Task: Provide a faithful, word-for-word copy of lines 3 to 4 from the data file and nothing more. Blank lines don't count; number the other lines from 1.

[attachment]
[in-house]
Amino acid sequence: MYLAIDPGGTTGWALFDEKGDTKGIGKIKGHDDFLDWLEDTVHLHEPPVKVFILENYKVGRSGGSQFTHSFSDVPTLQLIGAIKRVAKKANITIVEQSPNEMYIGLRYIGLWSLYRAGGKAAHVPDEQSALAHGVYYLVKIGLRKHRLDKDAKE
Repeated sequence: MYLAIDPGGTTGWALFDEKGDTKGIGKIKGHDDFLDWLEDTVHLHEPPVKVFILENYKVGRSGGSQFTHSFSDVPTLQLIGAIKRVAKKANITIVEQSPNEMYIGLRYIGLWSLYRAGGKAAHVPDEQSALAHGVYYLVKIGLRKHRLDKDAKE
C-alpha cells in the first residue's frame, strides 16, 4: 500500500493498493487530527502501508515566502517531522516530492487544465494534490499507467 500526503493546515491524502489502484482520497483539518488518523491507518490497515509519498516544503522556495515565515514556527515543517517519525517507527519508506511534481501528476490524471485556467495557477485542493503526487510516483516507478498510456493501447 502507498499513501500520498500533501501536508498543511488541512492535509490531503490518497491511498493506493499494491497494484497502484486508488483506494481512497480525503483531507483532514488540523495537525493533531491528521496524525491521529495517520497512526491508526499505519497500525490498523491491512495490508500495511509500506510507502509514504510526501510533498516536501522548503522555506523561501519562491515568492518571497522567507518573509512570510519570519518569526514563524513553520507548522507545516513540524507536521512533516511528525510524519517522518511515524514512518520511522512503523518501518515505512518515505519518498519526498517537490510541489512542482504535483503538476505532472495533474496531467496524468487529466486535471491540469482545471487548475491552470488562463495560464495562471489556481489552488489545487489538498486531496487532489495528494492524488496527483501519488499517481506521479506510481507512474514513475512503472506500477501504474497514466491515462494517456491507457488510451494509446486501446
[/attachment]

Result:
Repeated sequence: MYLAIDPGGTTGWALFDEKGDTKGIGKIKGHDDFLDWLEDTVHLHEPPVKVFILENYKVGRSGGSQFTHSFSDVPTLQLIGAIKRVAKKANITIVEQSPNEMYIGLRYIGLWSLYRAGGKAAHVPDEQSALAHGVYYLVKIGLRKHRLDKDAKE
C-alpha cells in the first residue's frame, strides 16, 4: 500500500493498493487530527502501508515566502517531522516530492487544465494534490499507467 500526503493546515491524502489502484482520497483539518488518523491507518490497515509519498516544503522556495515565515514556527515543517517519525517507527519508506511534481501528476490524471485556467495557477485542493503526487510516483516507478498510456493501447 502507498499513501500520498500533501501536508498543511488541512492535509490531503490518497491511498493506493499494491497494484497502484486508488483506494481512497480525503483531507483532514488540523495537525493533531491528521496524525491521529495517520497512526491508526499505519497500525490498523491491512495490508500495511509500506510507502509514504510526501510533498516536501522548503522555506523561501519562491515568492518571497522567507518573509512570510519570519518569526514563524513553520507548522507545516513540524507536521512533516511528525510524519517522518511515524514512518520511522512503523518501518515505512518515505519518498519526498517537490510541489512542482504535483503538476505532472495533474496531467496524468487529466486535471491540469482545471487548475491552470488562463495560464495562471489556481489552488489545487489538498486531496487532489495528494492524488496527483501519488499517481506521479506510481507512474514513475512503472506500477501504474497514466491515462494517456491507457488510451494509446486501446